Neville has made no secret of his desire to see the Lionesses crowned world champions in a month's time, nor has he played down expectations of a run into the latter stages of this tournament.
England were beaten semi-finalists in Canada four years ago, losing to eventual runners-up Japan courtesy of a late own goal. Following much progress in the time since, they have high hopes of going further in France.
A near-faultless qualification campaign, a SheBelieves Cup win in March, and a Fifa ranking of no. 3 in the world means that anything less than a place in the last four is likely to be viewed as a disappointment.
Neville is comfortable with such expectations, but he is wisely taking little for granted and wants to see his players rise to the occasion of representing their country at a World Cup finals.
“I think we've been handling those expectations for the last 12 months or probably since I came into the job," said Neville, who was appointed as Mark Sampson’s permanent successor in January of last year.
“We know and like the pressure being on us. We're not going to hide away from the fact that we want to come into this competition and do well. We know tomorrow we are the favourites for the game because of our world ranking, but we also know and have a lot of respect for the opposition.”
Neville added: "We want to recreate the spirit of the 2015 team. We didn't have the pressure then as we do now. If we want to be successful I want the togetherness and spirit of that team. If we don't we will end up with egg on our faces.”
England start their campaign with questions over how exactly they will line up under Neville, who has not been afraid to rotate heavily between matches. Minor injuries to forward Toni Duggan and defender Demi Stokes may complicate matters further.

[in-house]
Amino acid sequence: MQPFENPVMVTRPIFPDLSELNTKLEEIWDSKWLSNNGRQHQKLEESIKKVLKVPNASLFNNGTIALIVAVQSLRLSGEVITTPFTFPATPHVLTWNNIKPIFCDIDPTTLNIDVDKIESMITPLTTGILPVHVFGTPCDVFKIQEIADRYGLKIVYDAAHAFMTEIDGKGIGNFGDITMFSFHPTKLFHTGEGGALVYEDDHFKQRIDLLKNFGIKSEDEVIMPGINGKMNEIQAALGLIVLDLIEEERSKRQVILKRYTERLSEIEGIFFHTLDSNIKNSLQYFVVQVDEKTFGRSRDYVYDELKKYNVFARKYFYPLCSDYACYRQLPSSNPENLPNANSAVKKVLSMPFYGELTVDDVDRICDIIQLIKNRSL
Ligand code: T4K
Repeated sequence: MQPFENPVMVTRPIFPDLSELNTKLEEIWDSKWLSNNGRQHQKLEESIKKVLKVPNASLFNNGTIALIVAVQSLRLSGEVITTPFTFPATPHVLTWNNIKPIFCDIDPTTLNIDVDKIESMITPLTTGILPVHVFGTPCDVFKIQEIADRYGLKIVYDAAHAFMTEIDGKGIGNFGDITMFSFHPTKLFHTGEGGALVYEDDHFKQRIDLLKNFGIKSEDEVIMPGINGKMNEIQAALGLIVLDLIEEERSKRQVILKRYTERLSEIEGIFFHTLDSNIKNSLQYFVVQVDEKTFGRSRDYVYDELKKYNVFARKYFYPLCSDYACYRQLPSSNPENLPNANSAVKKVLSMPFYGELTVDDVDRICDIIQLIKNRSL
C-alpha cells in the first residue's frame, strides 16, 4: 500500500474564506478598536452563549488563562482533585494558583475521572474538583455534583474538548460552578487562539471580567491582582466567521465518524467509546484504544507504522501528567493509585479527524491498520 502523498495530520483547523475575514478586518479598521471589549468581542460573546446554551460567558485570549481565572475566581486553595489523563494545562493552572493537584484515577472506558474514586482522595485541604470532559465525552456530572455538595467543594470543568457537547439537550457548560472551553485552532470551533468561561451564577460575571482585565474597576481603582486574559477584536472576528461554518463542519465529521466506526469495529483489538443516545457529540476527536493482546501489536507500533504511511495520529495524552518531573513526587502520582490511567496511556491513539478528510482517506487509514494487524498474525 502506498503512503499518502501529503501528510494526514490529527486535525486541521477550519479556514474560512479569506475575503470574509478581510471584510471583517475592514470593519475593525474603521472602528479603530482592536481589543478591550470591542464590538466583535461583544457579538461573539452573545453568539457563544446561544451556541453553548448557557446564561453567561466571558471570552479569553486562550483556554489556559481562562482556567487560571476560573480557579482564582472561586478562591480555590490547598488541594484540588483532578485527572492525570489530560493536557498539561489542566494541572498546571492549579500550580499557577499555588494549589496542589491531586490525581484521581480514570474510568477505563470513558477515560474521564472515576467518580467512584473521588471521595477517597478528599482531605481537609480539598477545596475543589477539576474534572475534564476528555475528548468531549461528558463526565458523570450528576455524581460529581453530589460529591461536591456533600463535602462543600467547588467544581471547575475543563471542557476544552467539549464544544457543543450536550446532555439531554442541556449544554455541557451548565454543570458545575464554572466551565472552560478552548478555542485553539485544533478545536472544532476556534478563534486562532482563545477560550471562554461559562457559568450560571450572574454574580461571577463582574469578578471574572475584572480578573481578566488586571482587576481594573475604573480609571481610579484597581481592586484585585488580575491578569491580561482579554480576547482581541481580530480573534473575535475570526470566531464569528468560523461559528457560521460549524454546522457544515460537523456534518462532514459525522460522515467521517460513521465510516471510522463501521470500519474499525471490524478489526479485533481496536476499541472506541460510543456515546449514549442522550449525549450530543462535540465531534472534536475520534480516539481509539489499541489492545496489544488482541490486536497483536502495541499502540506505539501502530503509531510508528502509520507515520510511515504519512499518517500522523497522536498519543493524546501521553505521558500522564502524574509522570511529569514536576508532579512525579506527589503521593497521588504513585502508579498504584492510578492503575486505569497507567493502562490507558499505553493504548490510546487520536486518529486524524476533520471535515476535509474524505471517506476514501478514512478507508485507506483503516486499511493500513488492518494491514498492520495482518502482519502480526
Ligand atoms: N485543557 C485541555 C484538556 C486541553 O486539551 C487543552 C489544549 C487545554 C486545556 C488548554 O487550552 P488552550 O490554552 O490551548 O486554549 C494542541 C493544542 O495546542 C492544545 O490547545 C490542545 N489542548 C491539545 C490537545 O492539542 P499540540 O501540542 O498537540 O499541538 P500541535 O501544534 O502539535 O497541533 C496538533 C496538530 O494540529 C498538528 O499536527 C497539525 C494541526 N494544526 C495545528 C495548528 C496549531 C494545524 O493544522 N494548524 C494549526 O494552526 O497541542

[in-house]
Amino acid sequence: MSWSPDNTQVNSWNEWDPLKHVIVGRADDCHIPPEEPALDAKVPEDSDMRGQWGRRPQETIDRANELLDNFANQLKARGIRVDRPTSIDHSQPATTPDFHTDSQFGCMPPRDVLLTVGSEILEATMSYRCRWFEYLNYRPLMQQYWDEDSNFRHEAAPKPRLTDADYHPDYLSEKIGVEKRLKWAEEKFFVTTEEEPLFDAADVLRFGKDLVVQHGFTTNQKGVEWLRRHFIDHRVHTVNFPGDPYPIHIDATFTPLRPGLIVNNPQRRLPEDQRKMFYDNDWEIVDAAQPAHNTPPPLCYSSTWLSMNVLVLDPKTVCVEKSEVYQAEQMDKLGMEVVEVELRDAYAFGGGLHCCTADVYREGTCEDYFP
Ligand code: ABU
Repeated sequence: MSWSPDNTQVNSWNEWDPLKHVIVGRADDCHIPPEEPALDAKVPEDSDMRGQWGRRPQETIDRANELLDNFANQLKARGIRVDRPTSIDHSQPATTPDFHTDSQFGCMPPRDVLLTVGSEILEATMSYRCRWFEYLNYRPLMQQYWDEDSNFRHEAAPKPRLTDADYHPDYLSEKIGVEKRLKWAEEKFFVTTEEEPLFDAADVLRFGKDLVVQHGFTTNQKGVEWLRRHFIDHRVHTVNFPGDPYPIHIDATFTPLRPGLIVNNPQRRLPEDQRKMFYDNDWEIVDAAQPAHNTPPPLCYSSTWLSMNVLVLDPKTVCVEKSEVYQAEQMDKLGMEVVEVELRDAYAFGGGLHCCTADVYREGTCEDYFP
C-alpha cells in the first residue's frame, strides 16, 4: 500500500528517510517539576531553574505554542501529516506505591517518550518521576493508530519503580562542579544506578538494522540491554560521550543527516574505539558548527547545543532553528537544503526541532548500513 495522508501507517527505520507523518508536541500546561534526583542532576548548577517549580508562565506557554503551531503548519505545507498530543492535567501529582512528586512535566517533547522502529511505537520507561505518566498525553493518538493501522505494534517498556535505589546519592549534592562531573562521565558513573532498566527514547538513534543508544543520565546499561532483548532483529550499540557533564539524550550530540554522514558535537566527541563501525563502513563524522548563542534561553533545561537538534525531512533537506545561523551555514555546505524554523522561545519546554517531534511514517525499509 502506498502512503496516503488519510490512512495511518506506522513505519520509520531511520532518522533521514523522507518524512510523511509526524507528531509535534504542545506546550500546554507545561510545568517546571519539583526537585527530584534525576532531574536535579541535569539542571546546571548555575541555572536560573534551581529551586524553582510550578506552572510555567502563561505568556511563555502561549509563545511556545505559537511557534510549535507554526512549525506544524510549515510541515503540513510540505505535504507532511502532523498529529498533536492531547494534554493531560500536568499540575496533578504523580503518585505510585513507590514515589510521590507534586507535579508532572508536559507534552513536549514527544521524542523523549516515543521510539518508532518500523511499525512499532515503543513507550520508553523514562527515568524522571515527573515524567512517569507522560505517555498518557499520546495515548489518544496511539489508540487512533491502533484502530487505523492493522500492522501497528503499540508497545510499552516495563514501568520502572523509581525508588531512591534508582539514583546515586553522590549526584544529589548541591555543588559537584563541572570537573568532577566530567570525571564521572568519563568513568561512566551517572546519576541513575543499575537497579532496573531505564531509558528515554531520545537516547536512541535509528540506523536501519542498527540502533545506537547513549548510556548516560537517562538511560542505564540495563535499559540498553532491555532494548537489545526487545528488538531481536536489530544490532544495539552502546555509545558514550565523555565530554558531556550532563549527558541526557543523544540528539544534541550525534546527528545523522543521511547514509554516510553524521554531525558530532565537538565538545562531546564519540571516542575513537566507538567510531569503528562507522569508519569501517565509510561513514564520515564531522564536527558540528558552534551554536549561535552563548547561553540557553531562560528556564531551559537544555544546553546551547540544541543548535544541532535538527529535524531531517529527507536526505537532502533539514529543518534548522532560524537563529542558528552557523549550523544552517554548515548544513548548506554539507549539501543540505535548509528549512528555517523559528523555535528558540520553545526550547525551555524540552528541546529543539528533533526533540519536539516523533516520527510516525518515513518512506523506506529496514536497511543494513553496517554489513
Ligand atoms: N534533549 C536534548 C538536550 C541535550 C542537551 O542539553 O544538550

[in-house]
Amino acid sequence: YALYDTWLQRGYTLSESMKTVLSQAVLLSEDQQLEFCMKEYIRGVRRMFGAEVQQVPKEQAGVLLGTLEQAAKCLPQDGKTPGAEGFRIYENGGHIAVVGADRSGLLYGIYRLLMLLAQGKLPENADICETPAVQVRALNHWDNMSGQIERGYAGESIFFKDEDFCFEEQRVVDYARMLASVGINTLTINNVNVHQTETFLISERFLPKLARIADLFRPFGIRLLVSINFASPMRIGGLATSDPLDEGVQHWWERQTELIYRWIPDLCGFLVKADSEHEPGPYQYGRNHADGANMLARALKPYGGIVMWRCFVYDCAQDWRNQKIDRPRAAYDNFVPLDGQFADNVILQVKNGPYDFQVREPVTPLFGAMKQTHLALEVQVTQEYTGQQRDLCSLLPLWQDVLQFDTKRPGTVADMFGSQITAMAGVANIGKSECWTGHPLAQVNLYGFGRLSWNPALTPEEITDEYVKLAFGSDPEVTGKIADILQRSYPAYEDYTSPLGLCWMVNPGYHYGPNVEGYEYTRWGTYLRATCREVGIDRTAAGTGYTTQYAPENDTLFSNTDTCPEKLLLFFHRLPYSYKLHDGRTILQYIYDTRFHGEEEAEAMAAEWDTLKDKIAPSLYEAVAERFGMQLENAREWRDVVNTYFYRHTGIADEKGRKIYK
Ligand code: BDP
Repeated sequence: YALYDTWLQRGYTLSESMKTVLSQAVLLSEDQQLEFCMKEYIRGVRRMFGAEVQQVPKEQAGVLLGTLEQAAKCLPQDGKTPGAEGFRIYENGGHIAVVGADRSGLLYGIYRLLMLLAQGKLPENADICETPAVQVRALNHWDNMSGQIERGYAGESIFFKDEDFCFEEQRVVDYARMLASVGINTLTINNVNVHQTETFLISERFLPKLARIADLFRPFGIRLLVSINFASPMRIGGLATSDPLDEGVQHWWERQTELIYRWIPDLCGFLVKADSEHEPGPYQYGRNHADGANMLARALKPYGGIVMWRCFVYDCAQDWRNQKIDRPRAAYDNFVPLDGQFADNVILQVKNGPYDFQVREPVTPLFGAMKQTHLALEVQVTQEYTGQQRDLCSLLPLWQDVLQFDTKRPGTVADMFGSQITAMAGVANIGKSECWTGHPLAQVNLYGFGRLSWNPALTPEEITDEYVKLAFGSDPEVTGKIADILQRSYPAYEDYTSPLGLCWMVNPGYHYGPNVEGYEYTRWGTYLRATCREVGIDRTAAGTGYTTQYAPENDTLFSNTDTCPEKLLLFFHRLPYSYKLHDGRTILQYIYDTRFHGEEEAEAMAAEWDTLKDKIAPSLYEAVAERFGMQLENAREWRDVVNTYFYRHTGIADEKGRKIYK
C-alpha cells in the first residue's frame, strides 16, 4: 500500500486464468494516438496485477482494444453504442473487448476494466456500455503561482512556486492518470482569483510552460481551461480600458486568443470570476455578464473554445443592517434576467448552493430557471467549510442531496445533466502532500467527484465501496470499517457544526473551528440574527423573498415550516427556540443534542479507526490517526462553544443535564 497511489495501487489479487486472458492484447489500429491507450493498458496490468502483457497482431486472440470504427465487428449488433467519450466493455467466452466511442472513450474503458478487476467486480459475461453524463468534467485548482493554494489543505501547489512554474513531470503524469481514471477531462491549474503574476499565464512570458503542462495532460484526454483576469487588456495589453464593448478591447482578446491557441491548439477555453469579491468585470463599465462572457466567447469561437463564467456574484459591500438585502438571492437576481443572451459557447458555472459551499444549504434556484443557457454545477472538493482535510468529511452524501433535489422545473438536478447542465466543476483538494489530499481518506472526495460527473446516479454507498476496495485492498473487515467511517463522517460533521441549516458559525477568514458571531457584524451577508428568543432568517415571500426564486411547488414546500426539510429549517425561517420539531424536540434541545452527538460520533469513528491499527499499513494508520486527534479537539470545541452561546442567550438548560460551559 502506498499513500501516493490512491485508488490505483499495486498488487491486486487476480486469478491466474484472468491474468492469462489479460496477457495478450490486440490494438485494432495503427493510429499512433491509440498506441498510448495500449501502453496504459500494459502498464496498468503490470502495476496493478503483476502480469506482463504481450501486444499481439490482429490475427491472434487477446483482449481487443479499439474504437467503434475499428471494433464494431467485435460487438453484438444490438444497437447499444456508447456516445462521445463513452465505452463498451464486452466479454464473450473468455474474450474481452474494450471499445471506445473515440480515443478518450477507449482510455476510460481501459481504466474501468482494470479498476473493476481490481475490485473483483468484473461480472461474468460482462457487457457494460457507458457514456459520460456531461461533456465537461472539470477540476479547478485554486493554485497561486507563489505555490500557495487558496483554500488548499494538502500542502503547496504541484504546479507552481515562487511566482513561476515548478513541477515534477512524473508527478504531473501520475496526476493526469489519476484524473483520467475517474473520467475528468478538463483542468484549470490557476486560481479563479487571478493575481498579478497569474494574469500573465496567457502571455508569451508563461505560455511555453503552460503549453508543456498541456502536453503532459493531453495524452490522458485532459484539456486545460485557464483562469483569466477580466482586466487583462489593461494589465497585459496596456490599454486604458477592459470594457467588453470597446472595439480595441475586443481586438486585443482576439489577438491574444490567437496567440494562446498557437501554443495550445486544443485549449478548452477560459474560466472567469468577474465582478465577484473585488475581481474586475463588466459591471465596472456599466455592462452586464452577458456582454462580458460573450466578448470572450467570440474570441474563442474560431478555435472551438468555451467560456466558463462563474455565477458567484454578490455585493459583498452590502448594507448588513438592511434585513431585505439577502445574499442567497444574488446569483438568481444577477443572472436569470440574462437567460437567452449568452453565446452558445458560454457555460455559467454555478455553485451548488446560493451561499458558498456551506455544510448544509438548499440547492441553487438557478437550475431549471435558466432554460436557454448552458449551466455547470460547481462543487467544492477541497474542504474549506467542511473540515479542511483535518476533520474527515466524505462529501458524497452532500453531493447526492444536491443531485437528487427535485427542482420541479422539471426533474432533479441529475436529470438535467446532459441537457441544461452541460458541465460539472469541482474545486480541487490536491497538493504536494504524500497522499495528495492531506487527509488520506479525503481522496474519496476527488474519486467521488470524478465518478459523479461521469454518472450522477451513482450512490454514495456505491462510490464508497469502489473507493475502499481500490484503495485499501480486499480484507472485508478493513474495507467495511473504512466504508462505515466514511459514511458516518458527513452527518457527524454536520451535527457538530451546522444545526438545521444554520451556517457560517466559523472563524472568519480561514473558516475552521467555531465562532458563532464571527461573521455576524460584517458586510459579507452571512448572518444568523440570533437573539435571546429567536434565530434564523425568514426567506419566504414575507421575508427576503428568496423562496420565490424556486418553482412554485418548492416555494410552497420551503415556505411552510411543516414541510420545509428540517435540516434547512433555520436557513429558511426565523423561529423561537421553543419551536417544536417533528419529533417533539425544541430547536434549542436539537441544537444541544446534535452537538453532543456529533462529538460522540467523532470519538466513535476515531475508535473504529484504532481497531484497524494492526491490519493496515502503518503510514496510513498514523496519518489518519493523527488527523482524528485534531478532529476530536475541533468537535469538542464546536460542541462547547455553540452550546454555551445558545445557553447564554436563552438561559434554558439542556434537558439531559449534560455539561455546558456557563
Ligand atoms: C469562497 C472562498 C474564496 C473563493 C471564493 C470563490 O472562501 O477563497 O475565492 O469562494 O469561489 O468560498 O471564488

Neville claimed that by rotating his side, he has largely stuck to what worked for England under Sampson four years ago, and he admitted there will be changes to Sunday’s side for the meeting with Argentina - one of the tournament’s weakest teams - on Friday.
“From the minute I walked into the job I’ve been ruthless in the decisions I’ve made,” he said. “I’ve left a lot of my best players out in big games. People think I’ve rotated the team to keep people guessing and other teams guessing. I’ve rotated the team because I pick the best team to win every game.
“I don’t see us as having a strong eleven, I see us having a group of 23 players and when I took the job I said to everyone they’d all get opportunities. Hand on heart, the team I select tomorrow probably won’t be the team that plays against Argentina or Japan because we have a certain way of playing, a certain philosophy.”
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